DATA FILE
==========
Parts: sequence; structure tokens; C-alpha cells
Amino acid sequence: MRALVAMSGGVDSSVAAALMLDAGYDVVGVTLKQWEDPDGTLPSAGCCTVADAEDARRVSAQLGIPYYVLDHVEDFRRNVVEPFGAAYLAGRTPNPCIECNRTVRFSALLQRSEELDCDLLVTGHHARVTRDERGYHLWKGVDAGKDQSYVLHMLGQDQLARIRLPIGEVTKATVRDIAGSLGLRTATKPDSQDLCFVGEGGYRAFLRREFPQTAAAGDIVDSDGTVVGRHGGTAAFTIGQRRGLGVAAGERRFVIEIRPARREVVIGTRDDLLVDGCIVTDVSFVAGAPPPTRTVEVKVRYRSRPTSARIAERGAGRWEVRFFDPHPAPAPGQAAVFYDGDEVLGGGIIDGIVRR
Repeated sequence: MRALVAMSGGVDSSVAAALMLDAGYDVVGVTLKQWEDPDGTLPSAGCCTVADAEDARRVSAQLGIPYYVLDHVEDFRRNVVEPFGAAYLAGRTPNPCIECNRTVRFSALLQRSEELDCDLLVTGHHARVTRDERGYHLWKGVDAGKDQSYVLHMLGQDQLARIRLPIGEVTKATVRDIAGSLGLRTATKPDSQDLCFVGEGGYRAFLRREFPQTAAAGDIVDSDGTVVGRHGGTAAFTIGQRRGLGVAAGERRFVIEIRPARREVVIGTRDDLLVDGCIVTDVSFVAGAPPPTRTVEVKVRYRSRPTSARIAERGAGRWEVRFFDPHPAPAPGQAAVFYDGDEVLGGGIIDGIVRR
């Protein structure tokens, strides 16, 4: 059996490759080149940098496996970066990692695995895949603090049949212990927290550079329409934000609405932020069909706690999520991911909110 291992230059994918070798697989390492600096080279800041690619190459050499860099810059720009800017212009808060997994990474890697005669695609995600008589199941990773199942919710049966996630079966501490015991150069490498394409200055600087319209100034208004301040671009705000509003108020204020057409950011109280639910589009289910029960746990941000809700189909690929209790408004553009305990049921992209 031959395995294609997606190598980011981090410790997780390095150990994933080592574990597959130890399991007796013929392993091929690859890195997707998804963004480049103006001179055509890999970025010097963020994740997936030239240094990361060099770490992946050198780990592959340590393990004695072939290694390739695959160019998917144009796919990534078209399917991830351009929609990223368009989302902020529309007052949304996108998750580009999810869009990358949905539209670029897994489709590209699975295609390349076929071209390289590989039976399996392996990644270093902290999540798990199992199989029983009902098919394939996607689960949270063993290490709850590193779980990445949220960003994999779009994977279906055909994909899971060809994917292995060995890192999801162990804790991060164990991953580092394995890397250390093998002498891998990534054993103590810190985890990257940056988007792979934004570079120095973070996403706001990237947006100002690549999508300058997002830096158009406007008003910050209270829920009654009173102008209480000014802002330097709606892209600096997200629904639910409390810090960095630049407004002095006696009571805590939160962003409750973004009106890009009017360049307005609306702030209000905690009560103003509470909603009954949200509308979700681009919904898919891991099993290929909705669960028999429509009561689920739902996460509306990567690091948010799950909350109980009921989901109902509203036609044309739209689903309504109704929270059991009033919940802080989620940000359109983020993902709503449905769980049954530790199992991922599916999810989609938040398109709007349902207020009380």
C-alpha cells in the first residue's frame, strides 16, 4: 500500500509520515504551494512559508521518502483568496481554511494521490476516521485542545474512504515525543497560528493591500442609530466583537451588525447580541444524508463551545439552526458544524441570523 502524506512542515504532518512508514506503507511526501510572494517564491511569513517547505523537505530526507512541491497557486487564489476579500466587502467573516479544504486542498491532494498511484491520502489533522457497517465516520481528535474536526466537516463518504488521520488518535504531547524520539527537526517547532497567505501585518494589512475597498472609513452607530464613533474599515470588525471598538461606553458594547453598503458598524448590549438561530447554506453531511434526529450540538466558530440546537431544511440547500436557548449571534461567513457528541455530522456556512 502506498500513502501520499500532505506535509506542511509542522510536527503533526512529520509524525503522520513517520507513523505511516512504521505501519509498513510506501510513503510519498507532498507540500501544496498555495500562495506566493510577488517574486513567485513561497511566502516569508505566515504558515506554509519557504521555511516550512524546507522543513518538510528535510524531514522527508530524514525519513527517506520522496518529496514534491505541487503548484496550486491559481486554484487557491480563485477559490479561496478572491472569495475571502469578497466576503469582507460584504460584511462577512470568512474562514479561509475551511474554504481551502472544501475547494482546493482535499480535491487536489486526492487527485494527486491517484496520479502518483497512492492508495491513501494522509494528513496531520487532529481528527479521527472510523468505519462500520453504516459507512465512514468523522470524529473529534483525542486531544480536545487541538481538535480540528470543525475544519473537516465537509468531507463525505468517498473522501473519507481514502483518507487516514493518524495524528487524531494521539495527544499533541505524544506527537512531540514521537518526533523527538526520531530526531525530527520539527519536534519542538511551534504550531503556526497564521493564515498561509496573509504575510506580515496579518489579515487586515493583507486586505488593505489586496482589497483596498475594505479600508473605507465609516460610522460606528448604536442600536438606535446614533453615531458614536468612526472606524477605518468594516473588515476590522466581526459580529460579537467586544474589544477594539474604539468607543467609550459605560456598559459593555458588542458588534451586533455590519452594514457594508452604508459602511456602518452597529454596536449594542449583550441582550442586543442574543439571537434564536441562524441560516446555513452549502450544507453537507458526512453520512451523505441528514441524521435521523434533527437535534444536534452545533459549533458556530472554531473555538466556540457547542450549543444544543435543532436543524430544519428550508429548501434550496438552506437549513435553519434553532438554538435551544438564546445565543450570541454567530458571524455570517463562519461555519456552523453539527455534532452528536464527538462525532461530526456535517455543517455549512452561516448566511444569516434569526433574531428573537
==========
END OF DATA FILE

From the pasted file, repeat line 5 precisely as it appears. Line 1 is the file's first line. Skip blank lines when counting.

C-alpha cells in the first residue's frame, strides 16, 4: 500500500509520515504551494512559508521518502483568496481554511494521490476516521485542545474512504515525543497560528493591500442609530466583537451588525447580541444524508463551545439552526458544524441570523 502524506512542515504532518512508514506503507511526501510572494517564491511569513517547505523537505530526507512541491497557486487564489476579500466587502467573516479544504486542498491532494498511484491520502489533522457497517465516520481528535474536526466537516463518504488521520488518535504531547524520539527537526517547532497567505501585518494589512475597498472609513452607530464613533474599515470588525471598538461606553458594547453598503458598524448590549438561530447554506453531511434526529450540538466558530440546537431544511440547500436557548449571534461567513457528541455530522456556512 502506498500513502501520499500532505506535509506542511509542522510536527503533526512529520509524525503522520513517520507513523505511516512504521505501519509498513510506501510513503510519498507532498507540500501544496498555495500562495506566493510577488517574486513567485513561497511566502516569508505566515504558515506554509519557504521555511516550512524546507522543513518538510528535510524531514522527508530524514525519513527517506520522496518529496514534491505541487503548484496550486491559481486554484487557491480563485477559490479561496478572491472569495475571502469578497466576503469582507460584504460584511462577512470568512474562514479561509475551511474554504481551502472544501475547494482546493482535499480535491487536489486526492487527485494527486491517484496520479502518483497512492492508495491513501494522509494528513496531520487532529481528527479521527472510523468505519462500520453504516459507512465512514468523522470524529473529534483525542486531544480536545487541538481538535480540528470543525475544519473537516465537509468531507463525505468517498473522501473519507481514502483518507487516514493518524495524528487524531494521539495527544499533541505524544506527537512531540514521537518526533523527538526520531530526531525530527520539527519536534519542538511551534504550531503556526497564521493564515498561509496573509504575510506580515496579518489579515487586515493583507486586505488593505489586496482589497483596498475594505479600508473605507465609516460610522460606528448604536442600536438606535446614533453615531458614536468612526472606524477605518468594516473588515476590522466581526459580529460579537467586544474589544477594539474604539468607543467609550459605560456598559459593555458588542458588534451586533455590519452594514457594508452604508459602511456602518452597529454596536449594542449583550441582550442586543442574543439571537434564536441562524441560516446555513452549502450544507453537507458526512453520512451523505441528514441524521435521523434533527437535534444536534452545533459549533458556530472554531473555538466556540457547542450549543444544543435543532436543524430544519428550508429548501434550496438552506437549513435553519434553532438554538435551544438564546445565543450570541454567530458571524455570517463562519461555519456552523453539527455534532452528536464527538462525532461530526456535517455543517455549512452561516448566511444569516434569526433574531428573537